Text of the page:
Spring Days

George Moore
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Spring Days

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Title: Spring Days
Author: George Moore
Release Date: July, 2004 [EBook #6029] [Yes, we are more than one year ahead of schedule] [This file was first posted on December 10, 2002]
Edition: 10
Language: English
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When Henry Vizetelly, that admirable scholar, historian, and journalist, was sent to prison for publishing Zola's novels mine were taken over by Walter Scott, and all were reprinted except "Spring Days." This book was omitted from the list of my acknowledged works, for public and private criticism had shown it no mercy; and I had lost faith in it. All the welcome it had gotten were a few contemptuous paragraphs scattered through the Press, and an insolent article in The Academy, which I did not see, but of which I was notified by a friend in the Strand at the corner of Wellington Street.
"Was the article a long one?"
"No, I don't think they thought your book worth slashing. All I can tell you is that if any book of mine had been spoken of in that way I should never write another."
I left my friend, hoping that the number of The Academy would not fall into the hands of the editor of the great London review, to whom I had dedicated the book after a night spent listening to him quoting from the classics, Greek, English, and Latin. "A very poor testimony, one which he won't thank me for," I muttered, and stopped before St. Clement Danes to think what kind of letter he would write to me. But he did not even acknowledge through his secretary the copy I sent to him, and I accepted the rebuff without resentment, arguing that the fault was mine. "The proofs should have been submitted to him, but the printers were calling for them! There's no going back; the mischief is done," and I waited, putting my trust in time, which blots out all unfortunate things, "even dedications," I said.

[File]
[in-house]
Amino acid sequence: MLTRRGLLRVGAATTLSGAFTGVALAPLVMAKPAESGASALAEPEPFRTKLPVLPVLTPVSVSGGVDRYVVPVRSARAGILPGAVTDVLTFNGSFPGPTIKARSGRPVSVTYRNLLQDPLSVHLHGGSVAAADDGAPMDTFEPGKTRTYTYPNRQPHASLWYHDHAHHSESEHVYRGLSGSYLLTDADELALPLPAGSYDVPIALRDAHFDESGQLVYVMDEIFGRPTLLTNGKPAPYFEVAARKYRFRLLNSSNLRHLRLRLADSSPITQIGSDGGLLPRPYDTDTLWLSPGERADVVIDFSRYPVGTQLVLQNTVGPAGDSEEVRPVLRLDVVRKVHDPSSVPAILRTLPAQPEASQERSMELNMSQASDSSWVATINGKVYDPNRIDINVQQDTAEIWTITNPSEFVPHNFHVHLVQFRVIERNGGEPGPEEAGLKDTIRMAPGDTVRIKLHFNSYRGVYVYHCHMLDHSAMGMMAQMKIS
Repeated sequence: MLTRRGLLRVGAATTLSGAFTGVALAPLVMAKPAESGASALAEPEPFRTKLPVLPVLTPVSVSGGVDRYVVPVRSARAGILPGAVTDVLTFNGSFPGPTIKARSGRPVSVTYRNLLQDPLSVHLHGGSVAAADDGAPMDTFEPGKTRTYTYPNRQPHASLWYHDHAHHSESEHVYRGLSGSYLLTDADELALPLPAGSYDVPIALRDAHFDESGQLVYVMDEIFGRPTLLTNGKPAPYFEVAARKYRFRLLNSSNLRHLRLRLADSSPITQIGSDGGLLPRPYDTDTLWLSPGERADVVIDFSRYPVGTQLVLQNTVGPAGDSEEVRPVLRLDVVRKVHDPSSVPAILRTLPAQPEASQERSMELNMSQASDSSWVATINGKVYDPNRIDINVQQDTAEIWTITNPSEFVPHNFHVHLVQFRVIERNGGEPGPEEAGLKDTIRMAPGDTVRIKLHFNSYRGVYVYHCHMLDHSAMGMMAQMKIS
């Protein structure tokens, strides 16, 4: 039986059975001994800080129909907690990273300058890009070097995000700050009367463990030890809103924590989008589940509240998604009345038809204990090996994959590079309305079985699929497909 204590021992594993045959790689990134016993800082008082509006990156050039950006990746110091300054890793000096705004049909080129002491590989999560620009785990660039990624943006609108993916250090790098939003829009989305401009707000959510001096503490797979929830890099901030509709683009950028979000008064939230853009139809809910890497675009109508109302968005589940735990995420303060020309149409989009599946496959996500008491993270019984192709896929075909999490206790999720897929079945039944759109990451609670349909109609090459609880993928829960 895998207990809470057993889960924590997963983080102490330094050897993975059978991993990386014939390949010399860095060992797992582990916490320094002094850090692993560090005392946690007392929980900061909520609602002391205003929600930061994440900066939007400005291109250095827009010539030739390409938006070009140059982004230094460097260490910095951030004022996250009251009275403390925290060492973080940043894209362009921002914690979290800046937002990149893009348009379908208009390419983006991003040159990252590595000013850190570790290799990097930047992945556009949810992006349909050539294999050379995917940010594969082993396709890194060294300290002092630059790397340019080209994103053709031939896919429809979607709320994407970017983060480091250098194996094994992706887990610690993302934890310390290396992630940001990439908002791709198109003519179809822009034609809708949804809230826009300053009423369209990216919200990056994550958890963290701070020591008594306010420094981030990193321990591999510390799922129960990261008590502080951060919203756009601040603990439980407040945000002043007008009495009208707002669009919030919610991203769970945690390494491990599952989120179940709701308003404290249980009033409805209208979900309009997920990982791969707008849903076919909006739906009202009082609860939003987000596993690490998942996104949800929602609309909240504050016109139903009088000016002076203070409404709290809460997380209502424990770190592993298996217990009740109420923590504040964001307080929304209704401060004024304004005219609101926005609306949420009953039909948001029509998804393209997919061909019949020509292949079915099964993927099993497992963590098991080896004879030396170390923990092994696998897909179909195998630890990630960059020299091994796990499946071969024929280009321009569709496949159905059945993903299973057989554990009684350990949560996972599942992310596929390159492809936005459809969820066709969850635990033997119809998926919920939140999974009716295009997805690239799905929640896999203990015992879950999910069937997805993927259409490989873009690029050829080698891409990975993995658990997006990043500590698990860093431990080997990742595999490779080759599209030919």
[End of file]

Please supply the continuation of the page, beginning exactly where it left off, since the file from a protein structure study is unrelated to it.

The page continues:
Three months later, on opening my door one day, I found him standing with a common friend on the landing. I remember wondering what his reason was for bringing the friend, whether he had come as a sort of chaperon or witness. He left us after a few minutes, and I sat watching the great man of my imagination, asking myself if he were going to speak of "Spring Days," hoping that he would avoid the painful subject. The plot and the characters of my new book might please him. If he would only allow me to speak about it he might be persuaded to accept a second dedication as some atonement for the first.
"You were kind enough to dedicate your novel---"
"'Spring Days'?"
"Yes, 'Spring Days.' I know that you wished to pay me a compliment, and if I didn't write before it was because----"
"Was it so very bad?"
A butty little man raised Oriental eyes and square hands in protest.
"You have written other books," he said, and proposed that we should go out together and walk in the Strand.
"Yes, 'The Confessions of a Young Man' was much liked here and in France. Will you let me give it to you?" We stopped at a book shop. "It will please you and help you to forget 'Spring Days.'" He smiled. "Never mention that book again," I added. "I wonder how I could have written it."
We were in a hansom; he turned his head and looked at me without attempting to answer my question; and from that day till six months ago my impulse was to destroy every copy that came my way. A copy of "Spring Days" excited in me an uncontrollable desire of theft, and whenever I caught sight of one in a friend's house I put it in my pocket without
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